Two objections to utilitarianism will be examined, as well as Louis Pojman’s responses to those objections in Ethics: Discovering Right and Wrong. It will be shown that Pojman presents an adequate defense of utilitarianism, and that utilitarianism succeeds as a worthwhile moral theory. Act-Utilitarianism is the thesis that “an act is right if and only if it results in as much good as any available alternative” (Pojman 110). One conspicuous problem with the thesis is that it suggests that correct moral actions will often clash with our intuitions about basic moral norms. For example, Pojman refers to Richard Brandt’s criticism in which he points out that the act-utilitarian seems to be committed to helping the needy above one’s own family, repaying debts only if there is no better use for the money, and ending the lives of those who are a drain on others (Pojman 110).
To be more specific, they should be virtue guidelines instead of specific rules. It also explain the disagreement of moral issues: maybe what people disagree is the way they portray the general moral facts rather than the facts themselves. In addition, even though there are objective moral truths, it does not mean they have to be
P2: Well informed, open minded people intractably disagree about all ethical claims C: Therefore there are no objective moral truths. This is the fundamental claim for moral relativism. Cultural relativism is really an application of this statement as it acknowledges that individuals disagree about ethical claims, but aims to impose a ‘golden rule’ to determine whether an act is morally wrong or right. To put the cultural relativism theory into words: an act is morally right if and only if it is permitted by the moral code of the society to which the agent belongs. The studies of cultural relativism and moral relativism are often confused and it is important to know how to differentiate between the two.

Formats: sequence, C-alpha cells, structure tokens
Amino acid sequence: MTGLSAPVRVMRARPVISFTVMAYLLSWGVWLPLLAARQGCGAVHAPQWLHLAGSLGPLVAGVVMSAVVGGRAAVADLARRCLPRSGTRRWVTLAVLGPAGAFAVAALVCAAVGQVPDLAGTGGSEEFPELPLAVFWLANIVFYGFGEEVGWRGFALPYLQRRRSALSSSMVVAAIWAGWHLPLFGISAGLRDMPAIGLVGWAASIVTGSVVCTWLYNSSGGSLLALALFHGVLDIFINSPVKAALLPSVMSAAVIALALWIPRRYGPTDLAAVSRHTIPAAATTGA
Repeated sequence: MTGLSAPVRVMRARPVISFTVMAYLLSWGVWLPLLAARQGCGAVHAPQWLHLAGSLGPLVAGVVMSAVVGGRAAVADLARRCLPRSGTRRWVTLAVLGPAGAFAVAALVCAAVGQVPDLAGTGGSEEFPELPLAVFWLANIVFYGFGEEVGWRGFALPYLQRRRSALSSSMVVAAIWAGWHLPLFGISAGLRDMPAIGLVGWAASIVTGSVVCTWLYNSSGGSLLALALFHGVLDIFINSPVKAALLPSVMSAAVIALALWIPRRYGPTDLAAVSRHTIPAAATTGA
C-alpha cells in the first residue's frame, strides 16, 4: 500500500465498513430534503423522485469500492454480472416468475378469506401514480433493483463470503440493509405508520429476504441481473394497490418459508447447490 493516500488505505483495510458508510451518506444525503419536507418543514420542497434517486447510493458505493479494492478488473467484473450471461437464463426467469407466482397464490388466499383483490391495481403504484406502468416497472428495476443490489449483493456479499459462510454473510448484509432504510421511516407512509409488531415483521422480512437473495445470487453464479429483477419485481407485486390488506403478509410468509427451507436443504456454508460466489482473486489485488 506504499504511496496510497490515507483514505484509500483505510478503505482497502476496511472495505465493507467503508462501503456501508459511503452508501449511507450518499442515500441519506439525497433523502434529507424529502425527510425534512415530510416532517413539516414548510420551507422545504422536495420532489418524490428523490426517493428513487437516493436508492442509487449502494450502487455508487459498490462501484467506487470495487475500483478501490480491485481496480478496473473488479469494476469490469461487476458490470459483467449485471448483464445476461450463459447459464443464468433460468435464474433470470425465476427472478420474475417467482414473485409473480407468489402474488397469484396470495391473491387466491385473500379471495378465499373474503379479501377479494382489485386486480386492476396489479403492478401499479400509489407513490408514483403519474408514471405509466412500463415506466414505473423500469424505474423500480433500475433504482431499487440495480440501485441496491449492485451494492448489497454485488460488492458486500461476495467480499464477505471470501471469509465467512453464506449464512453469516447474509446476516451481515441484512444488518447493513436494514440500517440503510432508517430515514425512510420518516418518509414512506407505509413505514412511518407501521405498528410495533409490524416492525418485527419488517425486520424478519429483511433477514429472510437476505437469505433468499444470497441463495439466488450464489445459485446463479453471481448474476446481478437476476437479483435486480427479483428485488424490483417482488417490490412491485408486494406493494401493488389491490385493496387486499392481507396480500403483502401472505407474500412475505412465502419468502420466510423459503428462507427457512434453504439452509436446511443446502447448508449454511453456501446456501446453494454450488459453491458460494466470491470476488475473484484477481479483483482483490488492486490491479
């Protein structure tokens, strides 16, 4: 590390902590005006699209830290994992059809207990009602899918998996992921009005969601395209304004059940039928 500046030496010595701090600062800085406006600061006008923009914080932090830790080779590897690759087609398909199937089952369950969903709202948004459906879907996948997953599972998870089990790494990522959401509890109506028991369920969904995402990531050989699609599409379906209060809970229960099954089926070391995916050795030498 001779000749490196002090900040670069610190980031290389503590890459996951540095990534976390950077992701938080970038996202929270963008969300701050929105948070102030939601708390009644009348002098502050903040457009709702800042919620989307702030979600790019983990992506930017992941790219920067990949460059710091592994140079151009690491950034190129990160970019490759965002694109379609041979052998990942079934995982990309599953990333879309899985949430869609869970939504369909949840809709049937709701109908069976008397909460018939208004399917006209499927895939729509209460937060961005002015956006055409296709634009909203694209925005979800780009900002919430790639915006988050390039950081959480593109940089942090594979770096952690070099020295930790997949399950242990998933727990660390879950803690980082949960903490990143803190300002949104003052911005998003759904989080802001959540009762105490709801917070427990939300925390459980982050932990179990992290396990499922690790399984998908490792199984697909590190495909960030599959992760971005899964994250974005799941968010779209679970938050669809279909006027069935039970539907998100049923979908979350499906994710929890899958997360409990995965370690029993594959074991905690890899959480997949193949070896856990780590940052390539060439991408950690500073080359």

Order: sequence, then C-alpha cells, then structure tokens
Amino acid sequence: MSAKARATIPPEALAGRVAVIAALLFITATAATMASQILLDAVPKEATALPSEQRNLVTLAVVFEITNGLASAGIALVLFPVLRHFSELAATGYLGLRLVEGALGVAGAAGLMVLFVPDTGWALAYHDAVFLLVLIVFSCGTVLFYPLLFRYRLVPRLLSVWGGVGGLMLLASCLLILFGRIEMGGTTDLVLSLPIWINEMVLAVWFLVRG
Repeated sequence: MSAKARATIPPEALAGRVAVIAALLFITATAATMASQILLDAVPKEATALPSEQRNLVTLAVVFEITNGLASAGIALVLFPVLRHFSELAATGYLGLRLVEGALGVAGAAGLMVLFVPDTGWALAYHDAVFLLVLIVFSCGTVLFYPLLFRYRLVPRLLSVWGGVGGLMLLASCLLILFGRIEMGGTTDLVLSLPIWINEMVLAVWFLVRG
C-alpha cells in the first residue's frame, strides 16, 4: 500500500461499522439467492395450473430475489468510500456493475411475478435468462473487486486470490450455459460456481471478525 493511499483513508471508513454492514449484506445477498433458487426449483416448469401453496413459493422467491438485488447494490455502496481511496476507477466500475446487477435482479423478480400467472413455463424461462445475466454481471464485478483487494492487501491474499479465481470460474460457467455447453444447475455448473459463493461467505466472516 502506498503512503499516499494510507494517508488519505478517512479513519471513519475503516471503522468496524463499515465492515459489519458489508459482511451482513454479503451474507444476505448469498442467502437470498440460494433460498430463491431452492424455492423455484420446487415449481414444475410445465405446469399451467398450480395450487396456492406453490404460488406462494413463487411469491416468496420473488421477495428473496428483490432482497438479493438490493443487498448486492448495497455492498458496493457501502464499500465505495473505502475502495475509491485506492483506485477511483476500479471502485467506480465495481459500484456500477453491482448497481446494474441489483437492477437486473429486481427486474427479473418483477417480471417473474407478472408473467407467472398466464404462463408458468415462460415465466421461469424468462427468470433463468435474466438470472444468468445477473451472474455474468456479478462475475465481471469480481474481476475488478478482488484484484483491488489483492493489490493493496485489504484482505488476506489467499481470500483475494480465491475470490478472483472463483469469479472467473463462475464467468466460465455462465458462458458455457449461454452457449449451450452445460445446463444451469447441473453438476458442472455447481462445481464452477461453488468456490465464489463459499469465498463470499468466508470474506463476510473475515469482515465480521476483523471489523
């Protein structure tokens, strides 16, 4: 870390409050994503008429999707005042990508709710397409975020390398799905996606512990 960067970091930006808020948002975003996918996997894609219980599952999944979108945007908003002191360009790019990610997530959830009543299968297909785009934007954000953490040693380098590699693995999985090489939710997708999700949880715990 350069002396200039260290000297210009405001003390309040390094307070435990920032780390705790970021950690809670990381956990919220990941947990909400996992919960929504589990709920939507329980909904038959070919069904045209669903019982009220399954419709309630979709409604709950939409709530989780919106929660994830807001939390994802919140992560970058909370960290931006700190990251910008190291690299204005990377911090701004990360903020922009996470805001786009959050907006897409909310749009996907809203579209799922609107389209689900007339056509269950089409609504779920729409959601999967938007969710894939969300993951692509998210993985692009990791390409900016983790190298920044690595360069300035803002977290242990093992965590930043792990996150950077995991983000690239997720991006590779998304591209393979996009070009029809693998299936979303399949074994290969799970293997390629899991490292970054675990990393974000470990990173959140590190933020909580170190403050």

Kant argues that human reasoning is limited in its ability to provide an example of true morality. In his essay, he states that what humans perceive as good morals does not necessarily fit the conditions of what can be categorized as universal law of morality. Kant believes that people must hold morality not solely as an idea or set of exceptions but as an absolute idea (Kant 408). This absolute idea should be free of human rationalization in order to create a pure example. He believes this to be the case because within this form of rationalizing what is good from what is wrong there are often cases that stray away from true virtue such as human behavior.